Agarest: Generations of War Zero Review

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Hot on the heels of Agarest: Generations Of War an SRPG, Ghostlight have released it’s prequel Agarest: Generations Of War ZERO bringing it’s multi-generational storytelling to Steam! A lot of old content has been reused from the original game. The story of Agarest: Generations of War Zero or Agarest Zero for short  is the typical JRPG cliché. You stumble across a woman who in turn saves your life and gifts you her powers. Your made stronger than ever and are summoned to fight a war on the frontlines, assemble your army, meet new characters and ultimately win the war.

Agarest  Zero is a Tactical turned based RPG which will feel very familiar if you have ever played Disgaea or Final Fantasy Tactics. First off I will start by saying the game in some parts is so unbalanced, it’s insane. Bosses In this game are SO overpowered, it’s almost as if the developers made it so you had to buy the stat boosting DLC to progress. As you would expect this is massively frustrating, I thought “oh this is one of those fights you cannot win”. No you need to grind like crazy in order to win it. So I gave in and used the DLC, which I got with the game.  The DLC makes you way overpowered for the start of the game so really you just feel like your cheating.

Putting all these issues aside, there’s a pretty good, solid battle system here. It’s very complex as you would expect but every Tutorial is laid out well enough for you to understand and grasp the concept of each mechanic of the game. One thing I enjoy about the game is the Co – Operative attack system. Managing your AP (attack Points) by missing a turn, waiting on standby just so you can let the enemy have it next time is both kind of satisfying and annoying.

The game uses a Very specific art style in the form of Anime characters, who for the most part act as eye candy, which leads me to the next part of this review. A system has been implemented called “soul System” as you go through the Generations In the game, an opportunity arises to marry one of the three women in the game and have a kid with them. Throughout the game you make certain choices which affect characters affections towards you. The result of this decides who it will be that you marry. I feel this is a missed opportunity, really the characters don’t have a massive personality and you choose more on looks than anything else. This is a real shame, because it’s a neat idea. Depending on your choice though, you get a different character (your kid) that fights with you In future Generations. Which is pretty cool, but again I feel they could have gone a lot more into depth with this.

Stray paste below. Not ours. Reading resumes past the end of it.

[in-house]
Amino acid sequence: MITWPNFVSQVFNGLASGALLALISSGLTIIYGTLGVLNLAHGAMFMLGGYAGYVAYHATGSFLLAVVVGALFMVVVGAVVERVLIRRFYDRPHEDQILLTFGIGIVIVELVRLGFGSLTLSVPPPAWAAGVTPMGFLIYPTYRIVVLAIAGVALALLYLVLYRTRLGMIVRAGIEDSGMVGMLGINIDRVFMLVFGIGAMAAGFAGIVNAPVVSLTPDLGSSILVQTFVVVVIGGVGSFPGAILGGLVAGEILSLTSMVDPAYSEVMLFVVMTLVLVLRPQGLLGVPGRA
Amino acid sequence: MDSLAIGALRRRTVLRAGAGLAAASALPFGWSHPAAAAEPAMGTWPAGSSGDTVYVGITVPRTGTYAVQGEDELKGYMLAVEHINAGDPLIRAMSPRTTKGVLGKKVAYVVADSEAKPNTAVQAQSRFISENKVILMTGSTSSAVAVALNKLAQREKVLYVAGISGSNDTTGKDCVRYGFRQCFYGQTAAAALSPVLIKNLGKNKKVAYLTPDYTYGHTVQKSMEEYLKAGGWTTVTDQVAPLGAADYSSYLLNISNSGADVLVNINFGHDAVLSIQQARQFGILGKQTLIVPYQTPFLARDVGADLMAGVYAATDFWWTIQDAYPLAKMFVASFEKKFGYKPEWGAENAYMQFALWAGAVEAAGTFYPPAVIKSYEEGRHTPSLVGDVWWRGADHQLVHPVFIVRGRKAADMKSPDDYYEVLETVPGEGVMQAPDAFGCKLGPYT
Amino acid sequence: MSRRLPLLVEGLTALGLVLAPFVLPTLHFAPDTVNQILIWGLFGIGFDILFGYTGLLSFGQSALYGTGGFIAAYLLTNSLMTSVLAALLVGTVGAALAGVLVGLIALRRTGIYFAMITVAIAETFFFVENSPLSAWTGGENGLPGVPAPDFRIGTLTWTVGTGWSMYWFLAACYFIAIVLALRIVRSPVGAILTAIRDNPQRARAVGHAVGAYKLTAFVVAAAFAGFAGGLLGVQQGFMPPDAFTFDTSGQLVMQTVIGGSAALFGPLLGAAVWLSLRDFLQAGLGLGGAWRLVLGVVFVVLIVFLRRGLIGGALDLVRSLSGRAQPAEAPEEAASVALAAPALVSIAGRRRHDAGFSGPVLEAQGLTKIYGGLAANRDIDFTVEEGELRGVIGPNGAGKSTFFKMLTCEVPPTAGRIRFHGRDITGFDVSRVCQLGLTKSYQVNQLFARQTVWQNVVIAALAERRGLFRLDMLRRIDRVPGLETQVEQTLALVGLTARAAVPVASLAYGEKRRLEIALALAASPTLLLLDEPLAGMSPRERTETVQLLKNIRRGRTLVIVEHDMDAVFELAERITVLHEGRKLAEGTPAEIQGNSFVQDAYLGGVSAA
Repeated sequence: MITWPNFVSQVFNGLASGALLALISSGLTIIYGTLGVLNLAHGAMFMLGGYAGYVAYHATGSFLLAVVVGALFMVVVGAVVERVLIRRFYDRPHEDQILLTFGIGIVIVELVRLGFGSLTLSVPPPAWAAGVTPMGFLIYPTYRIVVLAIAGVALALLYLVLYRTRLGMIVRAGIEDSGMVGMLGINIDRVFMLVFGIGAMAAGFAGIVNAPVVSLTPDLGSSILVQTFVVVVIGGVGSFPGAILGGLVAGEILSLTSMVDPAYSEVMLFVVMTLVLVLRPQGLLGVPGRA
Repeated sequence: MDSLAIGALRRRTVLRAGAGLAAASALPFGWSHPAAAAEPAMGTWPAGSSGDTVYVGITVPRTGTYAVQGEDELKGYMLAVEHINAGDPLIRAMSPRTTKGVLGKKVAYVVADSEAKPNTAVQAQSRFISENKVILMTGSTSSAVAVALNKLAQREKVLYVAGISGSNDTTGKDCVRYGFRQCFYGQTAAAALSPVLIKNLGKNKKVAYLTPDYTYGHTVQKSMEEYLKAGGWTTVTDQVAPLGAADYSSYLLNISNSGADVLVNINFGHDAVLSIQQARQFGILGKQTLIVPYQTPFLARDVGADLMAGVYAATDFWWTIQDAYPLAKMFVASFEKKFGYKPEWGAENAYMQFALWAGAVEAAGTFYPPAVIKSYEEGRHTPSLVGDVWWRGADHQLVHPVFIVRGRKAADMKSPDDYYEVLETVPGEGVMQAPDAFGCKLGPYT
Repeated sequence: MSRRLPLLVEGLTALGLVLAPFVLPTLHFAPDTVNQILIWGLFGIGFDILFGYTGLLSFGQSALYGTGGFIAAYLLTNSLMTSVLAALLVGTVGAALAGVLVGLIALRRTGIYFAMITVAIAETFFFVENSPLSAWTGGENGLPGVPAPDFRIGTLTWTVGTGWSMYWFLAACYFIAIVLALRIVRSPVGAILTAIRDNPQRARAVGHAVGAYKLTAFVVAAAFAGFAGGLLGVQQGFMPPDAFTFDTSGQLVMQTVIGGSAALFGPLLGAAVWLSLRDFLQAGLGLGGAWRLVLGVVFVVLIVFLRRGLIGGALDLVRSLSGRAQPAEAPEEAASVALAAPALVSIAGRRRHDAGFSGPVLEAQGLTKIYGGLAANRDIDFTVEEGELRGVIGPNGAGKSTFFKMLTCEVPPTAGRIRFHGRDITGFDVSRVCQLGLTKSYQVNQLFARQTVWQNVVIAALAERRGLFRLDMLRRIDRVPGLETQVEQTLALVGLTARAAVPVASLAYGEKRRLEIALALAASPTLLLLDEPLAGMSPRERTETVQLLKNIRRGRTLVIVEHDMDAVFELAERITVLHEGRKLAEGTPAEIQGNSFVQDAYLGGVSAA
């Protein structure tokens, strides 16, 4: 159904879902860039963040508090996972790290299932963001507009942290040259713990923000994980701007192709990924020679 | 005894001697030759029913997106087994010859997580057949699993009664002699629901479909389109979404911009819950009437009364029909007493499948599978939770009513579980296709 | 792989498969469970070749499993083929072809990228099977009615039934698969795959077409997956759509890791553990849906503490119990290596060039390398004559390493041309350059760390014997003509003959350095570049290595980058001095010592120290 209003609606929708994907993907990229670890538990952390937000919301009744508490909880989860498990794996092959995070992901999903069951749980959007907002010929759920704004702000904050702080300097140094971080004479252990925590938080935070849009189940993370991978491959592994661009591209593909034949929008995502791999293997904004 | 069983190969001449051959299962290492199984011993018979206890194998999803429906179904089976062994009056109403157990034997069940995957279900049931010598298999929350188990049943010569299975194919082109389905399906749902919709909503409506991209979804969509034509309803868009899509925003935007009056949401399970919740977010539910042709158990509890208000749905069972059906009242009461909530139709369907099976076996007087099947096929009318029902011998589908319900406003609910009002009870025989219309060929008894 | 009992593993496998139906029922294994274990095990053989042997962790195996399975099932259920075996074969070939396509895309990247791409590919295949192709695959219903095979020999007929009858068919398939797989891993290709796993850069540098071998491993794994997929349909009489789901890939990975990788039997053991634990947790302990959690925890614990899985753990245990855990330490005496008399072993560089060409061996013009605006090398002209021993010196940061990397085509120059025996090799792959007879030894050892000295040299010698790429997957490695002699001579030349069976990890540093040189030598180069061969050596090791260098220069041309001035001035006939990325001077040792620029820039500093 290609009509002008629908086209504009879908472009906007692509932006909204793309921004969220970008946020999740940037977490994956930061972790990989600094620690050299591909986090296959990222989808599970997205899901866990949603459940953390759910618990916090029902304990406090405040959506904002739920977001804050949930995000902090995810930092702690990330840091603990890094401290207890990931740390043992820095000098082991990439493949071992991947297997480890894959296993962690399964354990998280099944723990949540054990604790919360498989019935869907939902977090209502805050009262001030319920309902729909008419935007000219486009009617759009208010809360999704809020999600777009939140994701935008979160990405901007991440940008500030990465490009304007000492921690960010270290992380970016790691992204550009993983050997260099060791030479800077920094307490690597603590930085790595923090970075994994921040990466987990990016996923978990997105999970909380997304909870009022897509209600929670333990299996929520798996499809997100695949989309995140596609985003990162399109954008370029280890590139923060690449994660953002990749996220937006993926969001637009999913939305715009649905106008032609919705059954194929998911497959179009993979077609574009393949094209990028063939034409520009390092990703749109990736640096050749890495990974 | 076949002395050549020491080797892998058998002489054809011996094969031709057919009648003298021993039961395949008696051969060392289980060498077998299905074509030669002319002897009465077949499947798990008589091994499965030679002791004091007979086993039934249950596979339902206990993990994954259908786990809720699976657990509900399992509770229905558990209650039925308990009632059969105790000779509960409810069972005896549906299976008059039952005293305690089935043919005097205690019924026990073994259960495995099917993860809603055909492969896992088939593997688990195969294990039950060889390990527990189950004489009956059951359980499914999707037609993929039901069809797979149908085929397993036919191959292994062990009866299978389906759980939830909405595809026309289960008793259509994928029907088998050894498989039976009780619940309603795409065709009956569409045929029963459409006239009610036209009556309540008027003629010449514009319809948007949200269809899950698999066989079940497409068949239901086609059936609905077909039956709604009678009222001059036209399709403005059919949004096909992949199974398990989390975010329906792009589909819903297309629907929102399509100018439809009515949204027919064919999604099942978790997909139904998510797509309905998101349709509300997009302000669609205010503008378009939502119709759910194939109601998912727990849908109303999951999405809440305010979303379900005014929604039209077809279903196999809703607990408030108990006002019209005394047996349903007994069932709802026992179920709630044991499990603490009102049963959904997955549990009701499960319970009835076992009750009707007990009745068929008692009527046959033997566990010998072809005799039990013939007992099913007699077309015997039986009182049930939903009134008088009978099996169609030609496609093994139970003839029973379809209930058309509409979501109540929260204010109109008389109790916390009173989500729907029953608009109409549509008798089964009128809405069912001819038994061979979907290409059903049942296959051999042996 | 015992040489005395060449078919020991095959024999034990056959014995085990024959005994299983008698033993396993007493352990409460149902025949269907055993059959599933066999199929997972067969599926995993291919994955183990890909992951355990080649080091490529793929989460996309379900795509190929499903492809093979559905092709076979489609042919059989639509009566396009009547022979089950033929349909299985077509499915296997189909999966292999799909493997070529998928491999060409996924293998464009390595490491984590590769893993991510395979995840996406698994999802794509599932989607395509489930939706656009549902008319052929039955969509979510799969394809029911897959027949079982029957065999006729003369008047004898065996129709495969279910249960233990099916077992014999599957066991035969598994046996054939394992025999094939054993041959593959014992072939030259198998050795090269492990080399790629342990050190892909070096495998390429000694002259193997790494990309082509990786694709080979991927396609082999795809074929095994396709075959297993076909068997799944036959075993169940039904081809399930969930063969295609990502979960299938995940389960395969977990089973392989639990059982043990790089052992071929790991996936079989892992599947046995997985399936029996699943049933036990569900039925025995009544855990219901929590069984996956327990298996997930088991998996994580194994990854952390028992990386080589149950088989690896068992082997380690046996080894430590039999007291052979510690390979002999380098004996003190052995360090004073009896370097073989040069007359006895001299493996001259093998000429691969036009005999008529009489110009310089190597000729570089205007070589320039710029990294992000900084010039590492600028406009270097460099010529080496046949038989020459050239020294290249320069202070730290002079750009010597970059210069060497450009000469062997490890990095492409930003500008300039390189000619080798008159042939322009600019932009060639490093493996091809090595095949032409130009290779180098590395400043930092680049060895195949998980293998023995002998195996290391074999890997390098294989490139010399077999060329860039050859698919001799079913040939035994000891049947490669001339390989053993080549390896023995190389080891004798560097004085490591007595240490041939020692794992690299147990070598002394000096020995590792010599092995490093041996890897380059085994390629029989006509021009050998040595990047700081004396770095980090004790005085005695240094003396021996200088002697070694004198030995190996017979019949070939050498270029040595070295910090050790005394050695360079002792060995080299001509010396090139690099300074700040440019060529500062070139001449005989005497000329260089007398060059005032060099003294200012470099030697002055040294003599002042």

Music In this game is probably one of its strongest points. It’s really not bad, it does the job and it fits the mood of what is happening in the event or battle scene.  Sound effects are very familiar to me as I have played numerous games from Idea Factory, I can appreciate these games are made on a budget though.  A new feature to the sequel is Characters are brought to life by moving animations during cut scenes as they talk and breathe. However one massive disappointment is the game is Japanese dialogue only, This will put a lot of people off.

There is so much dialogue to this game that it just simply overwhelms you. The tired formula of dialogue then battles repeat over and over again and you will soon tire off it unless you take a break. The combat is really strategic, pretty much everything you do requires AP, be it healing or even using Items so you really have to be mindful of what you’re going to do. You can invite the enemy to attack you and preserve your AP or go all out from the start it’s up to you.

Now I go on to one of the best features of the game, the crafting system. You need to acquire recipe books in order to unlock new combinations. This gives the game a little bit of depth and a reason to keep playing. It was satisfying seeing my characters getting stronger and stronger through hours and hours of hard work. You can gather the items by beating select monsters and doing other tasks.

The fact you can later on capture monsters and use them in battle is a nice touch as well. Although the characters at your disposal are likeable to the point you probably won’t use it. In the end Agarest: Generations of War Zero is one of those games for a specific audience, it’s certainly hard as nails without the DLC and the fact you have to grind so much in order to progress with the game just isn’t fun.

REVIEW CODE: A complimentary PC code was provided to Bonus Stage for this review. Please send all review code enquiries to

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